Why Andy Cohen's Skin-to-Skin Time With New Baby Benjamin Is So Crucial

Why Andy Cohen's Skin-to-Skin Time With New Baby Benjamin Is So Crucial

Snuggles with baby right after birth aren't just for mommy.

By Marianne Garvey

Andy Cohen proudly showed off his newborn son, Benjamin Allen Cohen, to the world with the snuggliest pic ever. The Watch What Happens Live with Andy Cohen host posted a smiling selfie to Instagram just hours after Benjamin's birth this week where he is hugging his boy tight to his chest for some skin-to-skin time.  

"WOW!" he captioned it. "I’m in love. And speechless. And eternally grateful to an incredible surrogate. And I’m a dad. Wow."

Benjamin clocked in at 9 pounds, 2 ounces, and 20 inches long when he was born via surrogate at 6:35 P.M. PT on February 4.

But that picture is more than just a cute new daddy hug. Every dad should have skin-to-skin time after their baby is born — it's not just for moms like many previously thought.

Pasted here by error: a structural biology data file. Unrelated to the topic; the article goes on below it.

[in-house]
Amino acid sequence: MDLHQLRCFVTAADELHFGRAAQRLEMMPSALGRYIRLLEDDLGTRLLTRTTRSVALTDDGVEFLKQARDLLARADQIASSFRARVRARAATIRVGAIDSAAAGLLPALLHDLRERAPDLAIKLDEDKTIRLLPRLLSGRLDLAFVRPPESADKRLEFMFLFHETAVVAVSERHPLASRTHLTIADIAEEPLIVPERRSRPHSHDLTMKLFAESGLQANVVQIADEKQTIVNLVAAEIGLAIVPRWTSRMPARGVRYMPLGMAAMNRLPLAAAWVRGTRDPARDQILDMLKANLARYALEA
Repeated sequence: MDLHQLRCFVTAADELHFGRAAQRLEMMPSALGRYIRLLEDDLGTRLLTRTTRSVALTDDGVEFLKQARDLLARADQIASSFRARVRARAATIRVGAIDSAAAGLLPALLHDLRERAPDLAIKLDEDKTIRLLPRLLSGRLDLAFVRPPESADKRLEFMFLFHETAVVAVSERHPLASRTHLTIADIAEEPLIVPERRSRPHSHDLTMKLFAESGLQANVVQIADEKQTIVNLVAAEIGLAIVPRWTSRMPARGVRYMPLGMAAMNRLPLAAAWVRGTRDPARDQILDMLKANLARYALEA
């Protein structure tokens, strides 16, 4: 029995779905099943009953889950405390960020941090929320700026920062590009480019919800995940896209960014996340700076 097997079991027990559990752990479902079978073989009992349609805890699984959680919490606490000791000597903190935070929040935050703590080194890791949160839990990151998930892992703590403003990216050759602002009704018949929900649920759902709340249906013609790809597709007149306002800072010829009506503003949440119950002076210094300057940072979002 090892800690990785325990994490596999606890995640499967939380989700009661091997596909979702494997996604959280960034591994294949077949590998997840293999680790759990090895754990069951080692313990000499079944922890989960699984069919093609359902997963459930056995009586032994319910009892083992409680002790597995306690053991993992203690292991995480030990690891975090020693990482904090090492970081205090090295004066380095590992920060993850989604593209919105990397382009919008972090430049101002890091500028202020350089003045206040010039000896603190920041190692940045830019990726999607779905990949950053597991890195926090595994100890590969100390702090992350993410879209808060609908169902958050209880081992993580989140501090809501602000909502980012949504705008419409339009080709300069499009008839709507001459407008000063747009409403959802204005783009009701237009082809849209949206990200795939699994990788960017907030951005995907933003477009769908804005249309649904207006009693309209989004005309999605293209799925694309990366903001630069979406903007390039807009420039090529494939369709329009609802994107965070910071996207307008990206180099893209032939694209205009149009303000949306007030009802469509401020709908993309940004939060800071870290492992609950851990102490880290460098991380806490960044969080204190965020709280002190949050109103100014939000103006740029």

According to research, the importance of dad’s role during birth and the postnatal period is as important as mom's. "Even beyond the immediate postnatal period, we’ve recently learned that dad’s interactions can impact a child’s social and emotional health for the first 10 years, but likely much longer," experts say.

It's not just good for baby.

"Interrupting immediate skin to skin actually has risks. Dr. Nils Bergman recently presented research that shows just 30 minutes of skin to skin with dad actually rewires dad’s brain. Mothers have the advantage of the natural hormonal changes during and immediately following birth, especially the hormone oxytocin, to help their maternal instincts kick in. For dad, time spent with and caring for baby helps the bonding process.

"When dad spends time skin to skin with his newborn hormonal changes occur including a rise in dopamine. Dopamine is responsible for many things including pleasure. A rise in dopamine plus the release of oxytocin means dad’s brain creates a positive association with close interaction with baby. It seems that skin to skin with dad can help dad’s natural parenting instincts to kick in."

Dr. Nicole Avena, author of What to Eat When You’re Pregnant, tells Personal Space that skin-to-skin time is actually important for the whole family.

"That includes dads and older siblings," she says. "Not only does it reduce cortisol (stress hormone) levels, but is also increases oxytocin, which is often referred to as a bonding or cuddle hormone. It is great for the baby because it can help stabilize body temp and make the baby feel calm."

Looks like Andy's already a super dad!

Credit: Andy Cohen/Instagram

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